The final memory I will share with you stands at the pinnacle of all my childhood moments of awe. I was raised with the strong belief in the existence of Santa Clause. While for some this seems unnecessary, deceitful, or distracting from the real meaning of Christmas, I wouldn’t change it for anything. Every Christmas Eve brought with it such an immense amount of excitement that I could hardly sleep. One Christmas, when I was very young, I awoke to find not only presents under the tree but real, inarguable evidence of Santa’s visit to my house: a boot print in the soot of my fireplace. My parents had taken a boot and brilliantly made a perfect imprint. Somehow, I thought, he had been careless and forgotten to look down. I could not have been happier standing over that print for I knew that we had beat Santa. To me, this was clear evidence of a world that was just outside of our explanation, and in retrospect, this experience typified what I would be looking for in the years that followed. From this moment on, every Christmas Eve night I would wait up silently just to see if I could hear him, and in the morning I would search for signs of his former presence.

Now, grown and matured, I look back at those days with a tragic fondness. My understanding of the world brought me a lot of joy and a real sense of wonder, and for that I am glad. But as time went on my sense of Possibility faded, and I was confronted with raw reality. I can’t appeal to any specific moment or age, but at some point I came to the realization that fantasy was just that—fantasy. There was nothing I could do and there was no place I could go to make my hopes come true. The world had in fact been conquered, and there was no adventure left. I realized that many of my most dearly held stories were inaccessible and imaginary. They were nothing more than the products of the same desire I had struggled with for years—the desire for something more. Ivy walls yielded no lost gardens, forests hid no pathways to other lands, and lost keys recovered were often disregarded due to uselessness. My awe and wonder subsided along with my imagination.

One of the hardest things I had to come to grips with was the understanding that I was ordinary. As a child I saw that most great adventures were naturally exclusive. Not everyone went to Narnia, only a select few. Not everyone saw Santa, only certain chosen individuals. Adventure necessitates exclusivity, and exclusivity in some ways implies a unique status. I knew that if I were to participate in some grand adventure I would be distinct. I would be a chosen one. I would be special. But as the years went on and adventure remained far from me, I realized that I was ordinary. This is why my childhood memories are so bittersweet. While my wonder brought me a lot of joy it was also the cause of a lot of sadness. The “possibility” of hidden worlds, adventures, and even Santa Clause came to an end, and the possibility of being a hero ended as well.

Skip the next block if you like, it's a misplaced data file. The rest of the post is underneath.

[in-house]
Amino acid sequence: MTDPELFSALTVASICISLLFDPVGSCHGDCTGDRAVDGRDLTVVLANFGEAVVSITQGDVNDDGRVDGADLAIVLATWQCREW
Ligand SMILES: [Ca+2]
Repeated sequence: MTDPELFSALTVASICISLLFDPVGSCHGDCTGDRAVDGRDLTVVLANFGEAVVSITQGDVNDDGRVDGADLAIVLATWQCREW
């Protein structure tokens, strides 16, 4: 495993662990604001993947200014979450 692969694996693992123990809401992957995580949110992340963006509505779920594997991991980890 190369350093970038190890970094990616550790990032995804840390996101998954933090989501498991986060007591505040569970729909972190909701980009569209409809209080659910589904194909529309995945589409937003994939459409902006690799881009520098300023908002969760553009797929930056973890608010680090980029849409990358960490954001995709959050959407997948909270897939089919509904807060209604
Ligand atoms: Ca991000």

As I said before, it isn’t necessarily Christmas or even a moment in Christmas past that makes me feel nostalgic. Rather, I long for the underlying assumption behind the holiday spirit—magic. To be fair, my reminiscence has revealed some positive facets to my experience. It reveals a longing common to human nature—for something more than what is seen and heard on a daily basis. There is, therefore, comfort in that I am not alone, for camaraderie exists among all of us who yearn. It also formed in me a deep hunger for knowledge and the strength to search out answers, a characteristic which profitted my journey to Christ. Yet there is a strong sense in which my heartache  remains unassuageable.

I am not old, but my senses have grown dull. Time now controls my life, I don’t stop to listen to the world at twilight. Efficiency insists I sacrifice a deeper inspection of that mysterious key. Work’s deadlines demand time in the office and not in the woods. My life is dominated by the responsibilities of adulthood. Like any body part that goes unused for long periods of time, my senses have atrophied.

Every December feeling briefly returns, and I long for a lost childhood. I long for adventure. I long for Possibility. Each year I long for the time when magic ruled the world.